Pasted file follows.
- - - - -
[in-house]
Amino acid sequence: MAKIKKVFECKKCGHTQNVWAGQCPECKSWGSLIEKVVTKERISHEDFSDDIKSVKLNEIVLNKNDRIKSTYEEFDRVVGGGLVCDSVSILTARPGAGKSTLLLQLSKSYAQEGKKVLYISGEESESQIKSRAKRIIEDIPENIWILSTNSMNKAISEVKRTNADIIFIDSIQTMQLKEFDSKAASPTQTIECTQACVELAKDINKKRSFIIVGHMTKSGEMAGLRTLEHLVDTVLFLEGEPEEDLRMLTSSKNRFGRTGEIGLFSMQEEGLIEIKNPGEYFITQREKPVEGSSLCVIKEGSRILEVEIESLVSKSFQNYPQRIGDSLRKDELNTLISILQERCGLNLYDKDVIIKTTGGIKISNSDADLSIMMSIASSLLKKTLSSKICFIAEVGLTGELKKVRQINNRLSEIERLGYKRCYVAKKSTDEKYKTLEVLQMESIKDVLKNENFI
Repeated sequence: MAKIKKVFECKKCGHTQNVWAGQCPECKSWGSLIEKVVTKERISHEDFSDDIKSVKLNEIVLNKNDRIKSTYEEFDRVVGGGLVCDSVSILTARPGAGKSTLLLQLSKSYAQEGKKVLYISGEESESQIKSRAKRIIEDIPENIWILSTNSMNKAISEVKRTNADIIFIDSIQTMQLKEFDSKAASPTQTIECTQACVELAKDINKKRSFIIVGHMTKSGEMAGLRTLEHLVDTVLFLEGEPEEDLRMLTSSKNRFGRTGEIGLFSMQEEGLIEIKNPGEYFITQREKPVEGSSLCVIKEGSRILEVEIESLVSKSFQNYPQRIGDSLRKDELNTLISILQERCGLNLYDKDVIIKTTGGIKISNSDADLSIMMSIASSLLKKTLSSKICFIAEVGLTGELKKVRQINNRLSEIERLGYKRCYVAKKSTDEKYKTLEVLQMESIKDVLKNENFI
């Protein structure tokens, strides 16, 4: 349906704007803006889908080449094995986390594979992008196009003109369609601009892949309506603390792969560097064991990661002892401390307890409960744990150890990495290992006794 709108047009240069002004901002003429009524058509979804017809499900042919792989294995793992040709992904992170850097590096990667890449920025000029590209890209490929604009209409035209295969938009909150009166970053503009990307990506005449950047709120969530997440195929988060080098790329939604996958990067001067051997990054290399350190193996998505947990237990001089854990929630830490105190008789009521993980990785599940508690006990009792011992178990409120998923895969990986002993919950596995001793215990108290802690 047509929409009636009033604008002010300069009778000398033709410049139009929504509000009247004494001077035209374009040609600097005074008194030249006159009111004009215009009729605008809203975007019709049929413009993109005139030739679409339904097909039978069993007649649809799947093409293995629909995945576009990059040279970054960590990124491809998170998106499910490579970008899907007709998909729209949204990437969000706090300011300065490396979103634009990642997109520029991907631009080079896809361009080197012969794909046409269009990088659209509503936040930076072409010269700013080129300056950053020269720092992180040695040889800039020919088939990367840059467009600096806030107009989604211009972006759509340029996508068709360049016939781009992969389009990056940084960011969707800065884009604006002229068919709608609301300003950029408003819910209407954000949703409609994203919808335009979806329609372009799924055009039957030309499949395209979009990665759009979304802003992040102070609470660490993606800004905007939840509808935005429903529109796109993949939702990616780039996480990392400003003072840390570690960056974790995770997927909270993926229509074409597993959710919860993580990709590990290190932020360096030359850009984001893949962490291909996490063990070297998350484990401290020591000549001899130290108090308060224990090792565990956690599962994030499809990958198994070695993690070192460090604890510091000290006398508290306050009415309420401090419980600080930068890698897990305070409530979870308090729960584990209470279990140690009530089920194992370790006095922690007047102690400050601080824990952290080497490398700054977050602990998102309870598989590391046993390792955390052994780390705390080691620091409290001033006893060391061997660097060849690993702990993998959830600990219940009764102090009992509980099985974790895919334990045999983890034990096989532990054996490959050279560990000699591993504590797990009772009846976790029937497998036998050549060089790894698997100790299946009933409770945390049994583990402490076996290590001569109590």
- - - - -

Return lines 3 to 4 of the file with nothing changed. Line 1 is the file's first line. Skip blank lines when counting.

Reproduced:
Repeated sequence: MAKIKKVFECKKCGHTQNVWAGQCPECKSWGSLIEKVVTKERISHEDFSDDIKSVKLNEIVLNKNDRIKSTYEEFDRVVGGGLVCDSVSILTARPGAGKSTLLLQLSKSYAQEGKKVLYISGEESESQIKSRAKRIIEDIPENIWILSTNSMNKAISEVKRTNADIIFIDSIQTMQLKEFDSKAASPTQTIECTQACVELAKDINKKRSFIIVGHMTKSGEMAGLRTLEHLVDTVLFLEGEPEEDLRMLTSSKNRFGRTGEIGLFSMQEEGLIEIKNPGEYFITQREKPVEGSSLCVIKEGSRILEVEIESLVSKSFQNYPQRIGDSLRKDELNTLISILQERCGLNLYDKDVIIKTTGGIKISNSDADLSIMMSIASSLLKKTLSSKICFIAEVGLTGELKKVRQINNRLSEIERLGYKRCYVAKKSTDEKYKTLEVLQMESIKDVLKNENFI
């Protein structure tokens, strides 16, 4: 349906704007803006889908080449094995986390594979992008196009003109369609601009892949309506603390792969560097064991990661002892401390307890409960744990150890990495290992006794 709108047009240069002004901002003429009524058509979804017809499900042919792989294995793992040709992904992170850097590096990667890449920025000029590209890209490929604009209409035209295969938009909150009166970053503009990307990506005449950047709120969530997440195929988060080098790329939604996958990067001067051997990054290399350190193996998505947990237990001089854990929630830490105190008789009521993980990785599940508690006990009792011992178990409120998923895969990986002993919950596995001793215990108290802690 047509929409009636009033604008002010300069009778000398033709410049139009929504509000009247004494001077035209374009040609600097005074008194030249006159009111004009215009009729605008809203975007019709049929413009993109005139030739679409339904097909039978069993007649649809799947093409293995629909995945576009990059040279970054960590990124491809998170998106499910490579970008899907007709998909729209949204990437969000706090300011300065490396979103634009990642997109520029991907631009080079896809361009080197012969794909046409269009990088659209509503936040930076072409010269700013080129300056950053020269720092992180040695040889800039020919088939990367840059467009600096806030107009989604211009972006759509340029996508068709360049016939781009992969389009990056940084960011969707800065884009604006002229068919709608609301300003950029408003819910209407954000949703409609994203919808335009979806329609372009799924055009039957030309499949395209979009990665759009979304802003992040102070609470660490993606800004905007939840509808935005429903529109796109993949939702990616780039996480990392400003003072840390570690960056974790995770997927909270993926229509074409597993959710919860993580990709590990290190932020360096030359850009984001893949962490291909996490063990070297998350484990401290020591000549001899130290108090308060224990090792565990956690599962994030499809990958198994070695993690070192460090604890510091000290006398508290306050009415309420401090419980600080930068890698897990305070409530979870308090729960584990209470279990140690009530089920194992370790006095922690007047102690400050601080824990952290080497490398700054977050602990998102309870598989590391046993390792955390052994780390705390080691620091409290001033006893060391061997660097060849690993702990993998959830600990219940009764102090009992509980099985974790895919334990045999983890034990096989532990054996490959050279560990000699591993504590797990009772009846976790029937497998036998050549060089790894698997100790299946009933409770945390049994583990402490076996290590001569109590």